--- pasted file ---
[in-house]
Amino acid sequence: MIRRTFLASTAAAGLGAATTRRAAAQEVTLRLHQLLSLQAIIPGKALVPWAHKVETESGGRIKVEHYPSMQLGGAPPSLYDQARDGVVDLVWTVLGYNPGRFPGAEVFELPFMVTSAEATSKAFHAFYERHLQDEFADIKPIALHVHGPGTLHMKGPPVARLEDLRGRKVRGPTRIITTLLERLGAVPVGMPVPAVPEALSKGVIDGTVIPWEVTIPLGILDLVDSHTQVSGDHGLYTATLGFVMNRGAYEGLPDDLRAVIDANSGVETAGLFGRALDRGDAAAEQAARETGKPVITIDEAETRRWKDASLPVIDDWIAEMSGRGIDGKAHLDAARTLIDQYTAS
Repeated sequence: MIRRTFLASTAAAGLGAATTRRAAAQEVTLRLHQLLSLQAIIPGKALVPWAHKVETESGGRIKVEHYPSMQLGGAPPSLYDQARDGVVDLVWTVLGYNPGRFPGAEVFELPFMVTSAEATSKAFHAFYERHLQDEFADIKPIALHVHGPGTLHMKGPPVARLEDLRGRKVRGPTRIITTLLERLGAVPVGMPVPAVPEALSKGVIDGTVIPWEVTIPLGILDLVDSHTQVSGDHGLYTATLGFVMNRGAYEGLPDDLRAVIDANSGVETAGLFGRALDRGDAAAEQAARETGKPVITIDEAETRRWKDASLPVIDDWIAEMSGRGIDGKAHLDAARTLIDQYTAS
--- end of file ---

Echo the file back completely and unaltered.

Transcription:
[in-house]
Amino acid sequence: MIRRTFLASTAAAGLGAATTRRAAAQEVTLRLHQLLSLQAIIPGKALVPWAHKVETESGGRIKVEHYPSMQLGGAPPSLYDQARDGVVDLVWTVLGYNPGRFPGAEVFELPFMVTSAEATSKAFHAFYERHLQDEFADIKPIALHVHGPGTLHMKGPPVARLEDLRGRKVRGPTRIITTLLERLGAVPVGMPVPAVPEALSKGVIDGTVIPWEVTIPLGILDLVDSHTQVSGDHGLYTATLGFVMNRGAYEGLPDDLRAVIDANSGVETAGLFGRALDRGDAAAEQAARETGKPVITIDEAETRRWKDASLPVIDDWIAEMSGRGIDGKAHLDAARTLIDQYTAS
Repeated sequence: MIRRTFLASTAAAGLGAATTRRAAAQEVTLRLHQLLSLQAIIPGKALVPWAHKVETESGGRIKVEHYPSMQLGGAPPSLYDQARDGVVDLVWTVLGYNPGRFPGAEVFELPFMVTSAEATSKAFHAFYERHLQDEFADIKPIALHVHGPGTLHMKGPPVARLEDLRGRKVRGPTRIITTLLERLGAVPVGMPVPAVPEALSKGVIDGTVIPWEVTIPLGILDLVDSHTQVSGDHGLYTATLGFVMNRGAYEGLPDDLRAVIDANSGVETAGLFGRALDRGDAAAEQAARETGKPVITIDEAETRRWKDASLPVIDDWIAEMSGRGIDGKAHLDAARTLIDQYTAS